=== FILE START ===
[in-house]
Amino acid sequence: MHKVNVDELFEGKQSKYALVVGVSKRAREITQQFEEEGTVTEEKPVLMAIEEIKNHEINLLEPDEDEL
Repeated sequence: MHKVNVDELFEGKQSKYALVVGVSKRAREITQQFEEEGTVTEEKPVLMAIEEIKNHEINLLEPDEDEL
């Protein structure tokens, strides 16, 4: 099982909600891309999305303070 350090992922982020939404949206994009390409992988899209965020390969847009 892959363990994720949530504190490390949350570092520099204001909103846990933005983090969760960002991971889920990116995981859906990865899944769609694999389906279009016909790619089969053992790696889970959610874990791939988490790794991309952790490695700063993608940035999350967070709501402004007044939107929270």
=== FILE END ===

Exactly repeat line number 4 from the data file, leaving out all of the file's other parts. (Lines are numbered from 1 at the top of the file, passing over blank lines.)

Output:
């Protein structure tokens, strides 16, 4: 099982909600891309999305303070 350090992922982020939404949206994009390409992988899209965020390969847009 892959363990994720949530504190490390949350570092520099204001909103846990933005983090969760960002991971889920990116995981859906990865899944769609694999389906279009016909790619089969053992790696889970959610874990791939988490790794991309952790490695700063993608940035999350967070709501402004007044939107929270």